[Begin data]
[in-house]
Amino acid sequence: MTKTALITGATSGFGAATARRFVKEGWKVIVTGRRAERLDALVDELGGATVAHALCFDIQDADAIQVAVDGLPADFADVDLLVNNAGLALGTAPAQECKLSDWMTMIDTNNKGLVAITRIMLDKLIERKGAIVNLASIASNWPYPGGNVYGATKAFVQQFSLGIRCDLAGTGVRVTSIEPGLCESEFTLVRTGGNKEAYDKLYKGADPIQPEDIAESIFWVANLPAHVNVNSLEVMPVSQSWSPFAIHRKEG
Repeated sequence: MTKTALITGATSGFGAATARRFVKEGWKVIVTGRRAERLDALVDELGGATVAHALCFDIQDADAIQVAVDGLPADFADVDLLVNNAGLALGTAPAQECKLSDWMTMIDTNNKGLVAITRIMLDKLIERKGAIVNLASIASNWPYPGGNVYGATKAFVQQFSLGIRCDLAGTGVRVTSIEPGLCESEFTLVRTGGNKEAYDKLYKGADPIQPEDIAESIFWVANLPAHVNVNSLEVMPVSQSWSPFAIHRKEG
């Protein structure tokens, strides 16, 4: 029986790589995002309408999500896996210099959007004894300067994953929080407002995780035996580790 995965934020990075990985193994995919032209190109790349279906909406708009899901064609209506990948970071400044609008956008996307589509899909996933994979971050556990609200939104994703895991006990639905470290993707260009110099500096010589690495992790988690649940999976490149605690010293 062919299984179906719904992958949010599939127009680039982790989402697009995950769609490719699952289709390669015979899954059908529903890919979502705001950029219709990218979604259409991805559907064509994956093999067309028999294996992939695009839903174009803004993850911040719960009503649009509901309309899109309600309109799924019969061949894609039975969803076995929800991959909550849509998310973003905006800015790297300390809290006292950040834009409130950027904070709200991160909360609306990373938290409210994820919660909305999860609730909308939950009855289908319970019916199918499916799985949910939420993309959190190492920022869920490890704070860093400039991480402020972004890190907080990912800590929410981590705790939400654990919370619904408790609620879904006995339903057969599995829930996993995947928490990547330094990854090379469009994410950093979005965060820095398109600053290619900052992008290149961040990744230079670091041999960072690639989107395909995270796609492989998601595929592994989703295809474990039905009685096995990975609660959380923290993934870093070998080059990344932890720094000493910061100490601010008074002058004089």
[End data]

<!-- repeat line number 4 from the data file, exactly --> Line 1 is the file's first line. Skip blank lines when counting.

């Protein structure tokens, strides 16, 4: 029986790589995002309408999500896996210099959007004894300067994953929080407002995780035996580790 995965934020990075990985193994995919032209190109790349279906909406708009899901064609209506990948970071400044609008956008996307589509899909996933994979971050556990609200939104994703895991006990639905470290993707260009110099500096010589690495992790988690649940999976490149605690010293 062919299984179906719904992958949010599939127009680039982790989402697009995950769609490719699952289709390669015979899954059908529903890919979502705001950029219709990218979604259409991805559907064509994956093999067309028999294996992939695009839903174009803004993850911040719960009503649009509901309309899109309600309109799924019969061949894609039975969803076995929800991959909550849509998310973003905006800015790297300390809290006292950040834009409130950027904070709200991160909360609306990373938290409210994820919660909305999860609730909308939950009855289908319970019916199918499916799985949910939420993309959190190492920022869920490890704070860093400039991480402020972004890190907080990912800590929410981590705790939400654990919370619904408790609620879904006995339903057969599995829930996993995947928490990547330094990854090379469009994410950093979005965060820095398109600053290619900052992008290149961040990744230079670091041999960072690639989107395909995270796609492989998601595929592994989703295809474990039905009685096995990975609660959380923290993934870093070998080059990344932890720094000493910061100490601010008074002058004089």